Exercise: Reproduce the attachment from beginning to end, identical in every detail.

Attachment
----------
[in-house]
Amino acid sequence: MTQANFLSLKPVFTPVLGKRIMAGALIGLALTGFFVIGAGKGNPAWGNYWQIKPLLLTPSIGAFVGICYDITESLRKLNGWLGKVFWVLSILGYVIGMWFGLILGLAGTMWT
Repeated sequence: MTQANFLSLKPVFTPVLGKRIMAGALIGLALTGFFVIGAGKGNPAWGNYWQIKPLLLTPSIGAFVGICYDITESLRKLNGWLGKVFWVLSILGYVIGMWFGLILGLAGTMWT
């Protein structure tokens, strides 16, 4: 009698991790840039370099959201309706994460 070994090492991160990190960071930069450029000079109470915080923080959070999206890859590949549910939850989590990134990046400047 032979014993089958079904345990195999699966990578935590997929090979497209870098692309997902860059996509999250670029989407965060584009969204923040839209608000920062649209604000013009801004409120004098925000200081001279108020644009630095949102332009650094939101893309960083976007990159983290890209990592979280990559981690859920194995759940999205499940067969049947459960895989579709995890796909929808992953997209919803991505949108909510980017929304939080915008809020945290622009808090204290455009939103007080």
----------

[in-house]
Amino acid sequence: MTQANFLSLKPVFTPVLGKRIMAGALIGLALTGFFVIGAGKGNPAWGNYWQIKPLLLTPSIGAFVGICYDITESLRKLNGWLGKVFWVLSILGYVIGMWFGLILGLAGTMWT
Repeated sequence: MTQANFLSLKPVFTPVLGKRIMAGALIGLALTGFFVIGAGKGNPAWGNYWQIKPLLLTPSIGAFVGICYDITESLRKLNGWLGKVFWVLSILGYVIGMWFGLILGLAGTMWT
């Protein structure tokens, strides 16, 4: 009698991790840039370099959201309706994460 070994090492991160990190960071930069450029000079109470915080923080959070999206890859590949549910939850989590990134990046400047 032979014993089958079904345990195999699966990578935590997929090979497209870098692309997902860059996509999250670029989407965060584009969204923040839209608000920062649209604000013009801004409120004098925000200081001279108020644009630095949102332009650094939101893309960083976007990159983290890209990592979280990559981690859920194995759940999205499940067969049947459960895989579709995890796909929808992953997209919803991505949108909510980017929304939080915008809020945290622009808090204290455009939103007080």